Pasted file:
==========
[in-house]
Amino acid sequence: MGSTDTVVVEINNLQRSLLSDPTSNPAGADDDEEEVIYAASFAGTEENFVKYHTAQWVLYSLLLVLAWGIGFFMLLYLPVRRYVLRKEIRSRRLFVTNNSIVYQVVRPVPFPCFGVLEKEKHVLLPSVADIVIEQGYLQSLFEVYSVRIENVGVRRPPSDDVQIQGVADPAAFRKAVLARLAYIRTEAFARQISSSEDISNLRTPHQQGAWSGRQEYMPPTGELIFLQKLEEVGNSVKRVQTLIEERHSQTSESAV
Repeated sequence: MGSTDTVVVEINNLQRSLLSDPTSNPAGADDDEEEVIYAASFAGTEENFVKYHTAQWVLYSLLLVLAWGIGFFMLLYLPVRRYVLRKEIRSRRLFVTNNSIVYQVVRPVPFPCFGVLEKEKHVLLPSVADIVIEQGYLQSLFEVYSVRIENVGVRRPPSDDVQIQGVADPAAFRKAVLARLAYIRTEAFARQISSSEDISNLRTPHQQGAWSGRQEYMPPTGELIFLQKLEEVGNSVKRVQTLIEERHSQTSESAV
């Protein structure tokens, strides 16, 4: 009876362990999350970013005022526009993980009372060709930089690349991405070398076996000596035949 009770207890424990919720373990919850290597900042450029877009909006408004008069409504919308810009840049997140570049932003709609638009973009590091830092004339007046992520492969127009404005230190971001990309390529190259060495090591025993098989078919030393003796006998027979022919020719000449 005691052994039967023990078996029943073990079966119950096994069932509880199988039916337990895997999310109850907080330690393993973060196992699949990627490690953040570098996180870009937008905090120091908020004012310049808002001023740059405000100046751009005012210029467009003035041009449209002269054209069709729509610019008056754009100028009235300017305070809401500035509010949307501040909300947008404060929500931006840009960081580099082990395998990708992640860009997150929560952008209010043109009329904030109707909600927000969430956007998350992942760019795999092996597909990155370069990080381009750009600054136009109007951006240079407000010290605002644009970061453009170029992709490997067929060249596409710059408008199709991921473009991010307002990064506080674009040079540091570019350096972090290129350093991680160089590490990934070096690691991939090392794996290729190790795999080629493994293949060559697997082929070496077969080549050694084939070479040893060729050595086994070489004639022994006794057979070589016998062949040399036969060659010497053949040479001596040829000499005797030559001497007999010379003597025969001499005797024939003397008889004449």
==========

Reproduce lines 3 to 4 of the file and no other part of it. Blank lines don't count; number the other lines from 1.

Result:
Repeated sequence: MGSTDTVVVEINNLQRSLLSDPTSNPAGADDDEEEVIYAASFAGTEENFVKYHTAQWVLYSLLLVLAWGIGFFMLLYLPVRRYVLRKEIRSRRLFVTNNSIVYQVVRPVPFPCFGVLEKEKHVLLPSVADIVIEQGYLQSLFEVYSVRIENVGVRRPPSDDVQIQGVADPAAFRKAVLARLAYIRTEAFARQISSSEDISNLRTPHQQGAWSGRQEYMPPTGELIFLQKLEEVGNSVKRVQTLIEERHSQTSESAV
């Protein structure tokens, strides 16, 4: 009876362990999350970013005022526009993980009372060709930089690349991405070398076996000596035949 009770207890424990919720373990919850290597900042450029877009909006408004008069409504919308810009840049997140570049932003709609638009973009590091830092004339007046992520492969127009404005230190971001990309390529190259060495090591025993098989078919030393003796006998027979022919020719000449 005691052994039967023990078996029943073990079966119950096994069932509880199988039916337990895997999310109850907080330690393993973060196992699949990627490690953040570098996180870009937008905090120091908020004012310049808002001023740059405000100046751009005012210029467009003035041009449209002269054209069709729509610019008056754009100028009235300017305070809401500035509010949307501040909300947008404060929500931006840009960081580099082990395998990708992640860009997150929560952008209010043109009329904030109707909600927000969430956007998350992942760019795999092996597909990155370069990080381009750009600054136009109007951006240079407000010290605002644009970061453009170029992709490997067929060249596409710059408008199709991921473009991010307002990064506080674009040079540091570019350096972090290129350093991680160089590490990934070096690691991939090392794996290729190790795999080629493994293949060559697997082929070496077969080549050694084939070479040893060729050595086994070489004639022994006794057979070589016998062949040399036969060659010497053949040479001596040829000499005797030559001497007999010379003597025969001499005797024939003397008889004449």